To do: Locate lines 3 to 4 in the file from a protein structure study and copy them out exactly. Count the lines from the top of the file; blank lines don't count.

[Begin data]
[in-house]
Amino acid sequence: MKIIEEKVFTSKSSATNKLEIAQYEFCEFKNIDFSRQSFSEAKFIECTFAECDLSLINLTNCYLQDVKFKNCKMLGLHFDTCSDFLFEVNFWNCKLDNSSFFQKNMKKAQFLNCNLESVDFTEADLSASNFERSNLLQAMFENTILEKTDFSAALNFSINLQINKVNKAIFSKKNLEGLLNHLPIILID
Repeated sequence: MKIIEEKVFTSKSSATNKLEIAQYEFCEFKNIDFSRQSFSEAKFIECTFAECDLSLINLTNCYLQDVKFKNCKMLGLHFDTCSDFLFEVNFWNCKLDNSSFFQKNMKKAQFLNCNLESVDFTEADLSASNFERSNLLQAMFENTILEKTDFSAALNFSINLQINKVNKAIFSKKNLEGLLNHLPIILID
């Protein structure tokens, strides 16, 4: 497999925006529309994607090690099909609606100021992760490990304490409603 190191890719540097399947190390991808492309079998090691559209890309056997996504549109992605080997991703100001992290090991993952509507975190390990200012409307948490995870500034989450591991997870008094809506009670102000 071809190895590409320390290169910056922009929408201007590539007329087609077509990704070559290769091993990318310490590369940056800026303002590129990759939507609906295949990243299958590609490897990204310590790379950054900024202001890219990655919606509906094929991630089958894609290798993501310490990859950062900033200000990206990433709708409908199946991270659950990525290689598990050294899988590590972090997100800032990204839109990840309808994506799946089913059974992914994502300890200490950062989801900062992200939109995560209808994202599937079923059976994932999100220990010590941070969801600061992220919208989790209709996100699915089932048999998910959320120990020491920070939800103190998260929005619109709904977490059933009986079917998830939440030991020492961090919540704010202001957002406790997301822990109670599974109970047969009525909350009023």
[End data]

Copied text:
Repeated sequence: MKIIEEKVFTSKSSATNKLEIAQYEFCEFKNIDFSRQSFSEAKFIECTFAECDLSLINLTNCYLQDVKFKNCKMLGLHFDTCSDFLFEVNFWNCKLDNSSFFQKNMKKAQFLNCNLESVDFTEADLSASNFERSNLLQAMFENTILEKTDFSAALNFSINLQINKVNKAIFSKKNLEGLLNHLPIILID
């Protein structure tokens, strides 16, 4: 497999925006529309994607090690099909609606100021992760490990304490409603 190191890719540097399947190390991808492309079998090691559209890309056997996504549109992605080997991703100001992290090991993952509507975190390990200012409307948490995870500034989450591991997870008094809506009670102000 071809190895590409320390290169910056922009929408201007590539007329087609077509990704070559290769091993990318310490590369940056800026303002590129990759939507609906295949990243299958590609490897990204310590790379950054900024202001890219990655919606509906094929991630089958894609290798993501310490990859950062900033200000990206990433709708409908199946991270659950990525290689598990050294899988590590972090997100800032990204839109990840309808994506799946089913059974992914994502300890200490950062989801900062992200939109995560209808994202599937079923059976994932999100220990010590941070969801600061992220919208989790209709996100699915089932048999998910959320120990020491920070939800103190998260929005619109709904977490059933009986079917998830939440030991020492961090919540704010202001957002406790997301822990109670599974109970047969009525909350009023």